In Canada, it is currently legal to test cosmetics on animals. Companies apply their products to rabbits, guinea pigs, and other small animals to test for harmful reactions before deeming the products safe for human use. Despite its legality, the question remains as to whether cosmetic testing constitutes cruelty to animals as outlined by section 445.1 of the Criminal Code.
The answer to this question is clear when the methods used in testing and the necessity of such testing are examined. Due to the intentional harm inflicted, the act of cosmetic testing on animals should be categorized as cruelty to animals according to section 445.1 of the Criminal Code.
Bill S-214, the Cruelty-Free Cosmetics Act, was introduced in 2015 to amend the Food and Drugs Act. It intended to bar cosmetics companies from testing on animals and selling products that have been tested on animals. Bill S-214 argued there is no proof that animal testing guarantees whether a product will be safe for human use. The Bill was met with overwhelming support, but in the end, it died. While the Bill was not passed in Canada, many countries including India, Israel, and Norway have established laws prohibiting cosmetic animal testing. The enacting of such laws demonstrates agreement that the testing causes excessive harm and prove a ban on animal testing is possible.
To test cosmetic products, ingredients are rubbed directly into the animal’s eyes and skin. In other cases, substances are forcibly fed to the animals. The animals are monitored to check for blindness, hives, rashes, illness, and any other adverse effects. Brands claim this process ensures the product will be safe for human use. They often force animals to consume excessive amounts of product to determine a lethal dose. Testing can last from weeks to months, and the animals are killed at the end, typically without pain-relieving remedies.
Section 445.1 (1) of the Criminal Code states that it is an offence to, “wilfully [cause] … unnecessary pain, suffering or injury” to an animal, and to “wilfully, without reasonable excuse, [administer] a poisonous or injurious drug or substance” to an animal. By applying ingredients directly to animals’ bodies, cosmetic companies are intentionally administering substances they expect will cause injury or illness. In doing so, they are willfully causing the animals unnecessary suffering.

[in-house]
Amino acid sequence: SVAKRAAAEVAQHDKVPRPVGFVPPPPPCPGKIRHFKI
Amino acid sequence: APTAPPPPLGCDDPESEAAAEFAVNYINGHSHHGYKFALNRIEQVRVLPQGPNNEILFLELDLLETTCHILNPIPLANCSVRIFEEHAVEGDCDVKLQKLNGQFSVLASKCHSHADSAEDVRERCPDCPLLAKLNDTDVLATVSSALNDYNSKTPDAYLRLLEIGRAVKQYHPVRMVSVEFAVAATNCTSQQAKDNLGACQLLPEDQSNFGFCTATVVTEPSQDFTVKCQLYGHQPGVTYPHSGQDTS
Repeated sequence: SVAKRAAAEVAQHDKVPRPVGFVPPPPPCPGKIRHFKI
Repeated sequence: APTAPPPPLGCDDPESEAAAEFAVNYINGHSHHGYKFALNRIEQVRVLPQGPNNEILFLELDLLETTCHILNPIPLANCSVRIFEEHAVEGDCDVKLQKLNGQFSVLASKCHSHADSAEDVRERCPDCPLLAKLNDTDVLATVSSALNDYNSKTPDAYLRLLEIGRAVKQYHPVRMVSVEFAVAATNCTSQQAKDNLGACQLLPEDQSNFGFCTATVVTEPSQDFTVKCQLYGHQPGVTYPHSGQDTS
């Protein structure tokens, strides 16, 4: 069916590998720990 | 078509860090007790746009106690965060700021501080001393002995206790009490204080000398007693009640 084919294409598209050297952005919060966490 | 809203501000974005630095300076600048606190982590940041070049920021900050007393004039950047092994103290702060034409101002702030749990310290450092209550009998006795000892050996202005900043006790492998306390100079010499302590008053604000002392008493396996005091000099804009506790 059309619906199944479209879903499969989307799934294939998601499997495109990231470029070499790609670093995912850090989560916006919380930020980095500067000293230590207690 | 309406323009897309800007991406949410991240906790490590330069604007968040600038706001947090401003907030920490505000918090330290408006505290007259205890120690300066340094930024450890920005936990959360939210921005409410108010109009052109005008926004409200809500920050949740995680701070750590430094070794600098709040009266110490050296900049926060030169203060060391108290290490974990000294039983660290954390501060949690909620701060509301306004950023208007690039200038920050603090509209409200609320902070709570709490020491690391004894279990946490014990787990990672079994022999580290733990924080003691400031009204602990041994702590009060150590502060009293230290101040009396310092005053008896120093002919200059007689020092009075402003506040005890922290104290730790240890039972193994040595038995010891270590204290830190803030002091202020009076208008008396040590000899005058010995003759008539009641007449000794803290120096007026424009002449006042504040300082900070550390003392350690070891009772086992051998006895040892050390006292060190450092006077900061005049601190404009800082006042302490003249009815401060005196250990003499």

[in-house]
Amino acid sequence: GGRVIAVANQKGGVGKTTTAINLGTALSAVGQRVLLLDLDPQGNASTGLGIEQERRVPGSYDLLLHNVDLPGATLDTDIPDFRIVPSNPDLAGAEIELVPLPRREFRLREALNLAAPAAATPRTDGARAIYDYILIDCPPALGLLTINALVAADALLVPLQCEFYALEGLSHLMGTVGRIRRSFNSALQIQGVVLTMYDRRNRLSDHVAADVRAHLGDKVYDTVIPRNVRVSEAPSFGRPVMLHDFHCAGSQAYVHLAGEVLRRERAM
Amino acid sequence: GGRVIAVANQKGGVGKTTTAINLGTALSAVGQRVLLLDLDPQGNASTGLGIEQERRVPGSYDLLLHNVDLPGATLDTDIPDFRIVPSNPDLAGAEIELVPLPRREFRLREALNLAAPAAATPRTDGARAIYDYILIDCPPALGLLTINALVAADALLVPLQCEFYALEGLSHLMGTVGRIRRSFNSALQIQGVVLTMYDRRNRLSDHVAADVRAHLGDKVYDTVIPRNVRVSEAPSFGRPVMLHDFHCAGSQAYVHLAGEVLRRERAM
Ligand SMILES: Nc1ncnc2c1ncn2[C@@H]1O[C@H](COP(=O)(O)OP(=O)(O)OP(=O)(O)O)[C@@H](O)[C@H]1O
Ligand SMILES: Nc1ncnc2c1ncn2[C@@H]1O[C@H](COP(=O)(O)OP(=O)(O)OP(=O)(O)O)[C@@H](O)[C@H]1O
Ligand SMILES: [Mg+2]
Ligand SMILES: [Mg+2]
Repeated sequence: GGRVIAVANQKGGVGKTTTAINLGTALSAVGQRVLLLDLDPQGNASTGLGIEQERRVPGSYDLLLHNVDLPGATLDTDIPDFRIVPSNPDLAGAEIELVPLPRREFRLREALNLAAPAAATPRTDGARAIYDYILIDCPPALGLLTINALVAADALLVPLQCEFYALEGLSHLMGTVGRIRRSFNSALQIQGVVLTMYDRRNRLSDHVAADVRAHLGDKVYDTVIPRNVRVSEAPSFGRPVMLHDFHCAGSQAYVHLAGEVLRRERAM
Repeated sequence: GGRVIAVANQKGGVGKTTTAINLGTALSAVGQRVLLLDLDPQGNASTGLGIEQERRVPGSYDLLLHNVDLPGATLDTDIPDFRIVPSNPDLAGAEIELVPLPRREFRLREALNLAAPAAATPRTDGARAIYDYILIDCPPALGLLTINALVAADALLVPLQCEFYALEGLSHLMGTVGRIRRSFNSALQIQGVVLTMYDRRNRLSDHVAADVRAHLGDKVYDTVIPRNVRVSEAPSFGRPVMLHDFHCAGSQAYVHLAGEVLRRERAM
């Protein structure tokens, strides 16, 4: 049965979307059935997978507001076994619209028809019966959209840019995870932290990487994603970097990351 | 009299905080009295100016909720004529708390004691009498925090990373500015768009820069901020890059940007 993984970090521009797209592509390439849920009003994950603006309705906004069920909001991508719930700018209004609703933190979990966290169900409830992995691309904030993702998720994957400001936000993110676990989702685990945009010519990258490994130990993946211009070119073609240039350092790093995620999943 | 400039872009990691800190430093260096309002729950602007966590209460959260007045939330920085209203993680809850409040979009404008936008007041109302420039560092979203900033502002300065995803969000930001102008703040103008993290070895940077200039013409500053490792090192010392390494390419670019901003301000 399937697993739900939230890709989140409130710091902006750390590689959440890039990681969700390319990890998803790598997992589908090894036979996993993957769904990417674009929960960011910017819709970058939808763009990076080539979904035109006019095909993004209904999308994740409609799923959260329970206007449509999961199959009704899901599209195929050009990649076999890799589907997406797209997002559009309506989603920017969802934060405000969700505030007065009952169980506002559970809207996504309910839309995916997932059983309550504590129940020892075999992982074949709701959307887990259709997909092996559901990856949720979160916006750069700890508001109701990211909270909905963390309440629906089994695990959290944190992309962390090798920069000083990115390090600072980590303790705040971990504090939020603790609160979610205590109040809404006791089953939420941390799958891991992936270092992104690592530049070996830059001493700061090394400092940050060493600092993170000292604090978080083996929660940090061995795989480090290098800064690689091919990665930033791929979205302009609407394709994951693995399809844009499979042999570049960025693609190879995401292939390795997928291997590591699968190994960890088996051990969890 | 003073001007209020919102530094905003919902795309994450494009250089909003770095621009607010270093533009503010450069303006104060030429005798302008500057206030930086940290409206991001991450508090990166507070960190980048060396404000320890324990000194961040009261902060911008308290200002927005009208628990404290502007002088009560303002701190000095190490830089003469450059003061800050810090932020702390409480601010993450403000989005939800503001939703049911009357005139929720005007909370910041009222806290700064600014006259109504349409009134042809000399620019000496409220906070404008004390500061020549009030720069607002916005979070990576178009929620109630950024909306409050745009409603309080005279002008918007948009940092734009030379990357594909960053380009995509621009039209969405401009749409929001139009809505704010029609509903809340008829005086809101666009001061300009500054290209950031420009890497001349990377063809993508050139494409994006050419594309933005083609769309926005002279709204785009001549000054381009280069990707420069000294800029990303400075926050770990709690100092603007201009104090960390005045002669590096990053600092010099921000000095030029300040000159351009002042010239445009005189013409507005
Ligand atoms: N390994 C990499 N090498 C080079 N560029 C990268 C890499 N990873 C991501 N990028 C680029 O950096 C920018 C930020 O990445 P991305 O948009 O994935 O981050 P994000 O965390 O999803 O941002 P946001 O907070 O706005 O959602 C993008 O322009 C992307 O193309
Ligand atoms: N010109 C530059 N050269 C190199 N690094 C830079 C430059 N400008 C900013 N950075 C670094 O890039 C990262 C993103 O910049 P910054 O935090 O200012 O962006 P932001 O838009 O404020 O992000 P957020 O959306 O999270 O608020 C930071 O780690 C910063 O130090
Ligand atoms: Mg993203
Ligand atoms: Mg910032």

The Criminal Code deems it an offence to cause “unnecessary pain” and to apply poisonous or injurious drugs or substances to an animal “without reasonable excuse.” Some may argue that cosmetic testing on animals is a necessary evil to ensure products are safe for human use. This argument may have held up many years ago; however, it neglects to recognize alternative methods that have been developed for cosmetic testing.
Animal Alliance of Canada attests to several humane means of cosmetic testing such as the Bovine Cornea Opacity and Permeability test which mimics potential eye damage. Cruelty Free International outlines many other testing options including organs-on-chips. Through this process, human cells can be grown on chips to replicate organ functions. Substances can be applied to the chips to simulate the human body’s response. Moreover, not all species react to substances in the same way. While a product may not harm a rabbit or a mouse, it still holds the potential to cause adverse reactions in humans. Thus, alternative methods to animal testing are often more beneficial than animal testing itself.
While the obvious solution to this issue would be the banning of cosmetic testing on animals via the Criminal Code or an amendment to the Food and Drugs Act, this may not be the most realistic first step. The cosmetic industry is exceptionally profitable. Consequently, there is little reason to interfere with their business practices.
On an individual level, consumers can demonstrate their support for cruelty-free testing by refusing to shop from brands that test on animals. As animal rights movements start to gain popularity, more and more popular brands such as Covergirl, the Body Shop, and ELF have begun to create cruelty-free and vegan products. When social attitudes shift away from supporting businesses with inhumane testing procedures, there is less incentive for laws to protect said businesses, and more opportunities for legislative change.
When it comes to cruelty to animals in the Criminal Code, pet owners cannot purposely put their animals in harm’s way. However, every single day businesses can mistreat and maim defenceless creatures for a profit. The actions performed by cosmetics companies constitute cruelty to animals as outlined in the Criminal Code and should be recognized as such. Until the legislature reflects this, consumers can speak with their wallets and refuse to continue funding blatant cruelty to animals.
Raechel Mills is a first year law student at the University of New Brunswick.